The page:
Characteristics of the COVID-19 patients treated at Gulu Regional Referral Hospital, Northern Uganda: A cross-sectional study
Background Coronavirus Disease 2019 (COVID-19) is a severe respiratory disease that results from infection with a new coronavirus (SARS-CoV-2). One of the most critical issues related to the COVID-19 is the high rate of spread, millions of people have been infected around the world, and hundreds of thousands of people have died till now. However, reports from Africa paint a different picture of the SARS-CoV-2 and its effects on the population.
Objectives The objective of this study was to describe the characteristics of the COVID-19 patients treated at the Gulu Regional Referral Hospital and determine factors associated with COVID-19 manifestations, socio-demographic characteristics, and treatment outcomes from March 2020 to October 2021.
Methods A retrospective data abstraction of all COVID-19 hospital admissions registered in the Gulu Health Management Information System (HMIS) database and other tools were conducted. The period of study was March 2020 to October 2021. Data that met the inclusion criteria were consecutively abstracted from the Gulu Hospital HMIS database. A local IRB approved the study. SPSS version 25.0 was used for data analysis, and a p-value of 0.05 was considered signi cant.
Results Data suggests there were three waves of COVID-19 in Uganda. Those with comorbidities, e.g., Diabetes mellitus 38(5.7%), hypertension 83(12.5%), cardiovascular diseases 58(8.7%), HIV and AIDS 61(9.2%), and other comorbidities such as liver cirrhosis and hepatitis B 40(6.0%) were more susceptible and presented with severe forms of the disease. Antibiotics 662(99.7%), steroids 73(11.0%), vitamin C 564(84.9%), Ivermectin 7(1.1%), and Vitamin D 24(3.6%) were the most used medicines for the treatment of COVID-19 patients. Most COVID-19 patients were unvaccinated 661(99.5%). However, the recovery rate was 632(95.2%). The commonest complications were pneumonia 60(9.0%), chronic fatigue 49(7.4%), acute respiratory distress syndrome (ARDS) 37(5.6%), depression 20(3.0%), systemic infections 19(2.9%), nightmares 15(2.3%) and septic shock 8(1.2%). The Adjusted Odds Ratios (AOR) on factors associated with recovery were treated with steroids AOR=138.835 at 95% CI:12.258-1572.50; p<0.000 and Vitamin D AOR=0.016 at 95% CI:1.902-520.98; p=0.016.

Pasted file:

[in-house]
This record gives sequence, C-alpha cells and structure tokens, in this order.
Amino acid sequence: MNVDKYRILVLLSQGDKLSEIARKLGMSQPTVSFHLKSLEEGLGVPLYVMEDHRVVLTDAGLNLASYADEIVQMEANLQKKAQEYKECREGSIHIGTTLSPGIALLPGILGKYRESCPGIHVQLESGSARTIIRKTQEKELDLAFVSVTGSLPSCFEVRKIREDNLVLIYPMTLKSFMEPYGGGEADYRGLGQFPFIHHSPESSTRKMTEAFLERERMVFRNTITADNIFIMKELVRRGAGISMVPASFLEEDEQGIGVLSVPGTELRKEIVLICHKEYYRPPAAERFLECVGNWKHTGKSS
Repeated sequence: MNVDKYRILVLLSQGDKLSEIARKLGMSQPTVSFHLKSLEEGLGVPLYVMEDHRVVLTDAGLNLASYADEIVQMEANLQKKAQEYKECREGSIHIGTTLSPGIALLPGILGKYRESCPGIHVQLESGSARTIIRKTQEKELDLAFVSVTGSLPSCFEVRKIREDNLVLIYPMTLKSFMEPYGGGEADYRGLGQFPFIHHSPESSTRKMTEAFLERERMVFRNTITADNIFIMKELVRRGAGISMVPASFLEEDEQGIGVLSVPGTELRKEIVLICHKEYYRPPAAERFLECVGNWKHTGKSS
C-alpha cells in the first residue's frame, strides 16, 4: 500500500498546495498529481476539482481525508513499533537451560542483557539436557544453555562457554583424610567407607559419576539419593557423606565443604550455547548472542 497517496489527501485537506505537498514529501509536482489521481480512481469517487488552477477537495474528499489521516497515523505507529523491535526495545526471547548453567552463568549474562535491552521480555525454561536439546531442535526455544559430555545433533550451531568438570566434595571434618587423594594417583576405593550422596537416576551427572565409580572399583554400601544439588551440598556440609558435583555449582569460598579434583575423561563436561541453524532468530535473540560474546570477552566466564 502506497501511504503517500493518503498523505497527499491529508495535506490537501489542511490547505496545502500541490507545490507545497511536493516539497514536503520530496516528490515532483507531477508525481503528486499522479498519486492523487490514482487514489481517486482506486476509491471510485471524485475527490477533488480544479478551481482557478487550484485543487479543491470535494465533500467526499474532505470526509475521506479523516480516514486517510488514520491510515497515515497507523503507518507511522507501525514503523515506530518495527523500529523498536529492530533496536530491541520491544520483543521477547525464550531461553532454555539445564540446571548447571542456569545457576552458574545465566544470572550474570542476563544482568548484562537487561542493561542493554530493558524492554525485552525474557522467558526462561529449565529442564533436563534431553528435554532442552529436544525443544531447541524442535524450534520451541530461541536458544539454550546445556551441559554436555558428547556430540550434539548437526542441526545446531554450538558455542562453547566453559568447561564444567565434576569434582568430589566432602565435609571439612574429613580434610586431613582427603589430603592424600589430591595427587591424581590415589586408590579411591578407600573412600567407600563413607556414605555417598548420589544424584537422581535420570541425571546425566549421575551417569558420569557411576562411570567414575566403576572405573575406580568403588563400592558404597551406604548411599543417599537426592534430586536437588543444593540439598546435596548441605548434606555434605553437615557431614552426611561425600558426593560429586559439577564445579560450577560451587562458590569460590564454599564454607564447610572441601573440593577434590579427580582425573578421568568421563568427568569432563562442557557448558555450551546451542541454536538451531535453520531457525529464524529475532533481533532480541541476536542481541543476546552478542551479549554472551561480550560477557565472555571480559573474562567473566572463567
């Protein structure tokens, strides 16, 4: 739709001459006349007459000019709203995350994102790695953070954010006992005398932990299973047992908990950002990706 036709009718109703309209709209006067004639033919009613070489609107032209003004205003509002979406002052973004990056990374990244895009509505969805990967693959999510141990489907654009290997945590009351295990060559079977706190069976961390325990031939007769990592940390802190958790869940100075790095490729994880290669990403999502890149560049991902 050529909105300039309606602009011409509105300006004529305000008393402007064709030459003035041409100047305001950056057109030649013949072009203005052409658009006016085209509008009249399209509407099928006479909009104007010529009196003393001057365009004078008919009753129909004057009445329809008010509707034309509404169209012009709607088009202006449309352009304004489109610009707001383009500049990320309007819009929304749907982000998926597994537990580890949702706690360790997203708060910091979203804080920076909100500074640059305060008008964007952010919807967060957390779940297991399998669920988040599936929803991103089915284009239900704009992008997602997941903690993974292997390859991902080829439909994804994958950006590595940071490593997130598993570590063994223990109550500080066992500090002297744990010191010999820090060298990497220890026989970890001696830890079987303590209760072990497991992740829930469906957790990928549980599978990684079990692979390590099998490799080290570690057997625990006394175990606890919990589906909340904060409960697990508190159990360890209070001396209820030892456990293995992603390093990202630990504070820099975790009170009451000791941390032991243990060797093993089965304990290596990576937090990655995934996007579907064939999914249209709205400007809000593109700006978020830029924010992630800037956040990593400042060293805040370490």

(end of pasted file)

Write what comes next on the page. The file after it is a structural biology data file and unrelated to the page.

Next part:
Conclusion This study showed successful management of COVID-19 patients in low-resource settings with a recovery rate of 95.2%. The admission pattern suggests Uganda had three waves of COVID-19, contrary to the o cial government position of two. Treatment with steroids and Vitamin D is associated with the recovery of COVID-19 patients. There is a need to conduct more extensive studies on the role played by the two drugs in the successful recovery of COVID-19 patients.
Conclusion This study shows successful management of COVID-19 patients in low resource settings in Gulu Regional Referral Hospital with a recovery rate of 95.2%. The pattern of admission to the Hospital suggests Uganda has experienced three waves of COVID-19, contrary to the o cial government position of two waves. Treatment of COVID-19 patients with steroids and Vitamin D is associated with recovery of COVID 19 patients. However, there is a need for Randomized Controlled Clinical Trials to determine the actual effects of these drugs in the Treatment of COVID-19 infections.
Declarations Ethics approval and consent to participate: The Gulu Regional Referral Hospital Institutional and Ethics Committee approved this study, and all participants consented to the study. In addition, the study was conducted following the relevant institutional guidelines and regulations. Competing interests: All authors declare no con ict of interest. Authors contributions: DLK, ENI, PL, JNO, JA, and FWDO participated in designing the study, SB and DLK were responsible for data abstraction supervision, BS, JA, ENI, and DLK were responsible for data analysis, interpretation, writing, and CO, NAO, WAO, BT, JE, PA, PL, FPP, DA, JNO, FWDO, for revising the manuscript. Principal Investigator: Prof. David Kitara Lagoro This qualitative component will occur at most health facilities and in the nine districts in the Acholi subregion in Northern Uganda. The purpose: Since the outbreak of COVID-19, there..
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